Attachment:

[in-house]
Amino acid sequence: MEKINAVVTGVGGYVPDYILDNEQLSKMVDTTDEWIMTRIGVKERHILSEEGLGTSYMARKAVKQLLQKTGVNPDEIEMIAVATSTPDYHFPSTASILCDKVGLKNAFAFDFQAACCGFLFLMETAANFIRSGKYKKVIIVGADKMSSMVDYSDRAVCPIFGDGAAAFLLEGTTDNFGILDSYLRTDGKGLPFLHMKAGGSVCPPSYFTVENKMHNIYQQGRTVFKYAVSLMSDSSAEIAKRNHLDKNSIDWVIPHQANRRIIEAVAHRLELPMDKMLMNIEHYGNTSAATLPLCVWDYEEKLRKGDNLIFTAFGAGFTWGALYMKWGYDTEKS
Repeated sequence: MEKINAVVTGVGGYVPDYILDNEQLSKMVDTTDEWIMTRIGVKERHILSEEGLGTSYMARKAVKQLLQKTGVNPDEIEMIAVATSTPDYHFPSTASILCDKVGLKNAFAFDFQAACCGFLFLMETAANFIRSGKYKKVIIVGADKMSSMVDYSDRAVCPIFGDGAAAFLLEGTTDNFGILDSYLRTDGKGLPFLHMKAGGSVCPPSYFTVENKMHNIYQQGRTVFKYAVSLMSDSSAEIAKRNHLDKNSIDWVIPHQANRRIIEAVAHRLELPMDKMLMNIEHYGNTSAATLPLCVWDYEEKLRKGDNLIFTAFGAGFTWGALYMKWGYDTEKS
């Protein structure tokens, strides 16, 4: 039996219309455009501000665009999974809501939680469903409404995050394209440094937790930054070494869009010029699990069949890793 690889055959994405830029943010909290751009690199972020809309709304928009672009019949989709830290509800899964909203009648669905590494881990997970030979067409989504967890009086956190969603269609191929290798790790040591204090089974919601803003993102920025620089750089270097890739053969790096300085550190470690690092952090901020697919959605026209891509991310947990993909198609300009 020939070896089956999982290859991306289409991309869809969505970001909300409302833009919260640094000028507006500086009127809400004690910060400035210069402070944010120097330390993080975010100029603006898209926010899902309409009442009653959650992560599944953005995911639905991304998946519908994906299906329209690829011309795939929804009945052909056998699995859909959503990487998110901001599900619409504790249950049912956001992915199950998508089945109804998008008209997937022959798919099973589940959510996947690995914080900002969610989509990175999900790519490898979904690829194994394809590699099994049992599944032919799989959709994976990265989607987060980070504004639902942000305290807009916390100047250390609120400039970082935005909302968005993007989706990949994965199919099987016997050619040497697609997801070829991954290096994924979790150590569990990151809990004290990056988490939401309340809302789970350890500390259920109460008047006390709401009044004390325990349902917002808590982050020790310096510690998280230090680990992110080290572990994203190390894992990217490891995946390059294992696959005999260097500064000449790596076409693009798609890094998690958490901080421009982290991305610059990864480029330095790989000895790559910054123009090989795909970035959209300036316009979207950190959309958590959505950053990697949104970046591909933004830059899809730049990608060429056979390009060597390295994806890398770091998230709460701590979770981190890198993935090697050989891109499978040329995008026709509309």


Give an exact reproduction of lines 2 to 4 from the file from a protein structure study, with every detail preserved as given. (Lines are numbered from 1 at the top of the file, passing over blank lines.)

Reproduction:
Amino acid sequence: MEKINAVVTGVGGYVPDYILDNEQLSKMVDTTDEWIMTRIGVKERHILSEEGLGTSYMARKAVKQLLQKTGVNPDEIEMIAVATSTPDYHFPSTASILCDKVGLKNAFAFDFQAACCGFLFLMETAANFIRSGKYKKVIIVGADKMSSMVDYSDRAVCPIFGDGAAAFLLEGTTDNFGILDSYLRTDGKGLPFLHMKAGGSVCPPSYFTVENKMHNIYQQGRTVFKYAVSLMSDSSAEIAKRNHLDKNSIDWVIPHQANRRIIEAVAHRLELPMDKMLMNIEHYGNTSAATLPLCVWDYEEKLRKGDNLIFTAFGAGFTWGALYMKWGYDTEKS
Repeated sequence: MEKINAVVTGVGGYVPDYILDNEQLSKMVDTTDEWIMTRIGVKERHILSEEGLGTSYMARKAVKQLLQKTGVNPDEIEMIAVATSTPDYHFPSTASILCDKVGLKNAFAFDFQAACCGFLFLMETAANFIRSGKYKKVIIVGADKMSSMVDYSDRAVCPIFGDGAAAFLLEGTTDNFGILDSYLRTDGKGLPFLHMKAGGSVCPPSYFTVENKMHNIYQQGRTVFKYAVSLMSDSSAEIAKRNHLDKNSIDWVIPHQANRRIIEAVAHRLELPMDKMLMNIEHYGNTSAATLPLCVWDYEEKLRKGDNLIFTAFGAGFTWGALYMKWGYDTEKS
């Protein structure tokens, strides 16, 4: 039996219309455009501000665009999974809501939680469903409404995050394209440094937790930054070494869009010029699990069949890793 690889055959994405830029943010909290751009690199972020809309709304928009672009019949989709830290509800899964909203009648669905590494881990997970030979067409989504967890009086956190969603269609191929290798790790040591204090089974919601803003993102920025620089750089270097890739053969790096300085550190470690690092952090901020697919959605026209891509991310947990993909198609300009 020939070896089956999982290859991306289409991309869809969505970001909300409302833009919260640094000028507006500086009127809400004690910060400035210069402070944010120097330390993080975010100029603006898209926010899902309409009442009653959650992560599944953005995911639905991304998946519908994906299906329209690829011309795939929804009945052909056998699995859909959503990487998110901001599900619409504790249950049912956001992915199950998508089945109804998008008209997937022959798919099973589940959510996947690995914080900002969610989509990175999900790519490898979904690829194994394809590699099994049992599944032919799989959709994976990265989607987060980070504004639902942000305290807009916390100047250390609120400039970082935005909302968005993007989706990949994965199919099987016997050619040497697609997801070829991954290096994924979790150590569990990151809990004290990056988490939401309340809302789970350890500390259920109460008047006390709401009044004390325990349902917002808590982050020790310096510690998280230090680990992110080290572990994203190390894992990217490891995946390059294992696959005999260097500064000449790596076409693009798609890094998690958490901080421009982290991305610059990864480029330095790989000895790559910054123009090989795909970035959209300036316009979207950190959309958590959505950053990697949104970046591909933004830059899809730049990608060429056979390009060597390295994806890398770091998230709460701590979770981190890198993935090697050989891109499978040329995008026709509309």